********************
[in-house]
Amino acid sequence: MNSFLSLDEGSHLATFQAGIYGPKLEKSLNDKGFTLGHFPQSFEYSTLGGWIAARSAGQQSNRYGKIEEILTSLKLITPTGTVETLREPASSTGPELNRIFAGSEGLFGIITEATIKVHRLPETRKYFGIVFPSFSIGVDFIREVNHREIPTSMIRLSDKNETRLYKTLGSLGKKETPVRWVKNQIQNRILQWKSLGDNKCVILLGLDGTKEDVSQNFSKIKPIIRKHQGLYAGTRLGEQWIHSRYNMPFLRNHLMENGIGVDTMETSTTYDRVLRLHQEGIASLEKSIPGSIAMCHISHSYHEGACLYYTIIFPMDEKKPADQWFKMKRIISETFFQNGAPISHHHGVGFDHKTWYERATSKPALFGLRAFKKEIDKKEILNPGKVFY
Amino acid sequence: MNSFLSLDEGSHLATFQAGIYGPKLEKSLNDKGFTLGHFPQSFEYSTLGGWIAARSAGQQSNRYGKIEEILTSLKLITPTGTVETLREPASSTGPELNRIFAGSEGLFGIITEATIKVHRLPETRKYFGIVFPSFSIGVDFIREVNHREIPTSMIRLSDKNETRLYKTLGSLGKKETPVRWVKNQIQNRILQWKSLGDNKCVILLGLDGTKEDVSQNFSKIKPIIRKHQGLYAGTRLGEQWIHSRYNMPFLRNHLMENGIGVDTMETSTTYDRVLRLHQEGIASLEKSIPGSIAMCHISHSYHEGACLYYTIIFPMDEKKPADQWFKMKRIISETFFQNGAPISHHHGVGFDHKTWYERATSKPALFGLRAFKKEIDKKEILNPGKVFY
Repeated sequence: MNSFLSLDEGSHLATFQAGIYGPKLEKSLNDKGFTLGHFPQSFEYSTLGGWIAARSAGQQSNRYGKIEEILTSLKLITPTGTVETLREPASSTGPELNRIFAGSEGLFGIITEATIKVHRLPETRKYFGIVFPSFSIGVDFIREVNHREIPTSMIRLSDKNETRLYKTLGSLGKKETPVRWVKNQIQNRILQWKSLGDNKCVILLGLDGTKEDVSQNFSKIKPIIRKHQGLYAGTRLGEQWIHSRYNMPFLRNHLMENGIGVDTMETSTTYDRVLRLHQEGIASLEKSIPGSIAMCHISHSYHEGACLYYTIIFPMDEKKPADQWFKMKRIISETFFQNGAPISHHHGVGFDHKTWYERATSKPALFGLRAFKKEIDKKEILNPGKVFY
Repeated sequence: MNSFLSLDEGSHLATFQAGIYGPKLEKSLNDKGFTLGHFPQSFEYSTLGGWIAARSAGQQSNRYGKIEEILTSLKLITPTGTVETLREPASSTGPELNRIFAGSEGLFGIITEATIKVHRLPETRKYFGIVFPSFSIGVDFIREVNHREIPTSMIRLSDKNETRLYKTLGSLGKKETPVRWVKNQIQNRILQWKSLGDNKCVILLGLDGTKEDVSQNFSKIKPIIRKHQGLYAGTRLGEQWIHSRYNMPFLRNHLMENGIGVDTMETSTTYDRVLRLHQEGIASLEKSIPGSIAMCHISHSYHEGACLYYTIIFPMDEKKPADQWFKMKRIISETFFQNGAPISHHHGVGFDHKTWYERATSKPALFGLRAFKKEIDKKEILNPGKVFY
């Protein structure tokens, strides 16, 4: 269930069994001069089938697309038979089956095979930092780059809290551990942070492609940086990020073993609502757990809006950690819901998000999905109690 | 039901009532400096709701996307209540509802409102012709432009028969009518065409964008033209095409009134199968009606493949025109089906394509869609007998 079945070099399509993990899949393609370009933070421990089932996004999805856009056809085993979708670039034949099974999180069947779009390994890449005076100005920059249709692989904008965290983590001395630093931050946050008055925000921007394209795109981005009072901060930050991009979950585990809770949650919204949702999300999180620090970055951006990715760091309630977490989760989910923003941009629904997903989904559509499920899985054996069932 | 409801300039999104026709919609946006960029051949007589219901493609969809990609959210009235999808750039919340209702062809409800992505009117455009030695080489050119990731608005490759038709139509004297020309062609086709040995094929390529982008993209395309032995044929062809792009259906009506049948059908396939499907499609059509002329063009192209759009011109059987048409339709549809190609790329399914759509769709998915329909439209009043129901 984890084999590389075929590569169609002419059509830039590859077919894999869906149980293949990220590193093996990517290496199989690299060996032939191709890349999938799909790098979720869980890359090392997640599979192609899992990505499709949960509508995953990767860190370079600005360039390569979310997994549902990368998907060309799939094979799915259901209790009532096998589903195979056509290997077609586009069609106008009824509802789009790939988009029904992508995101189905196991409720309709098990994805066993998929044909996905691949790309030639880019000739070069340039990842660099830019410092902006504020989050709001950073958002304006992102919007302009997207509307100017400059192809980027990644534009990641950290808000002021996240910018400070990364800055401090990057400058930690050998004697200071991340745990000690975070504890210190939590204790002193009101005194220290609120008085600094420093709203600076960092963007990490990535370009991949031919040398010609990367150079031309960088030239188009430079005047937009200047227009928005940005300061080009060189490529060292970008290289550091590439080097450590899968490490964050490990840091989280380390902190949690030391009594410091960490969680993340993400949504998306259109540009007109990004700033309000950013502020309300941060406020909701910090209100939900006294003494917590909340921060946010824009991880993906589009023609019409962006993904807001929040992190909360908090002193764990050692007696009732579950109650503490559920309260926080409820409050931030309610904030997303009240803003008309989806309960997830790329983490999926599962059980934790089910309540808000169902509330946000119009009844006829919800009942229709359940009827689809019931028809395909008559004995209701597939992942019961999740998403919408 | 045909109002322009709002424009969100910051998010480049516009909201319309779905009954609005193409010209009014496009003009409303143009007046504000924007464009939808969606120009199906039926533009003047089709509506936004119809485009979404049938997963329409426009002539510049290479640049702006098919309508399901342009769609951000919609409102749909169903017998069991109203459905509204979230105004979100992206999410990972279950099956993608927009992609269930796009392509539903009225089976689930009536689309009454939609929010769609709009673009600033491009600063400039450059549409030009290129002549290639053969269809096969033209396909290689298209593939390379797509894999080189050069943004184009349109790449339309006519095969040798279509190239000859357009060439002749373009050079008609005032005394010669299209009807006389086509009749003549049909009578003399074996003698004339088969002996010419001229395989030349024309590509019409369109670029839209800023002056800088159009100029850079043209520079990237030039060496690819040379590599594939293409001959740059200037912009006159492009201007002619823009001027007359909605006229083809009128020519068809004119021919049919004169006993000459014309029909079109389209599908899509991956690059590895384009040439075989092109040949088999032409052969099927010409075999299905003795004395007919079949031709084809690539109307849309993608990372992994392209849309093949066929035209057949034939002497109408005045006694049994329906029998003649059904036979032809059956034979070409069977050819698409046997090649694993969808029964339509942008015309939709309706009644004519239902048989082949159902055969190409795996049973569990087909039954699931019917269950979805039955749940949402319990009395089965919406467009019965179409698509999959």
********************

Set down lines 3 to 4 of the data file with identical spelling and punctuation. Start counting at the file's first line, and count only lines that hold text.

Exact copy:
Amino acid sequence: MNSFLSLDEGSHLATFQAGIYGPKLEKSLNDKGFTLGHFPQSFEYSTLGGWIAARSAGQQSNRYGKIEEILTSLKLITPTGTVETLREPASSTGPELNRIFAGSEGLFGIITEATIKVHRLPETRKYFGIVFPSFSIGVDFIREVNHREIPTSMIRLSDKNETRLYKTLGSLGKKETPVRWVKNQIQNRILQWKSLGDNKCVILLGLDGTKEDVSQNFSKIKPIIRKHQGLYAGTRLGEQWIHSRYNMPFLRNHLMENGIGVDTMETSTTYDRVLRLHQEGIASLEKSIPGSIAMCHISHSYHEGACLYYTIIFPMDEKKPADQWFKMKRIISETFFQNGAPISHHHGVGFDHKTWYERATSKPALFGLRAFKKEIDKKEILNPGKVFY
Repeated sequence: MNSFLSLDEGSHLATFQAGIYGPKLEKSLNDKGFTLGHFPQSFEYSTLGGWIAARSAGQQSNRYGKIEEILTSLKLITPTGTVETLREPASSTGPELNRIFAGSEGLFGIITEATIKVHRLPETRKYFGIVFPSFSIGVDFIREVNHREIPTSMIRLSDKNETRLYKTLGSLGKKETPVRWVKNQIQNRILQWKSLGDNKCVILLGLDGTKEDVSQNFSKIKPIIRKHQGLYAGTRLGEQWIHSRYNMPFLRNHLMENGIGVDTMETSTTYDRVLRLHQEGIASLEKSIPGSIAMCHISHSYHEGACLYYTIIFPMDEKKPADQWFKMKRIISETFFQNGAPISHHHGVGFDHKTWYERATSKPALFGLRAFKKEIDKKEILNPGKVFY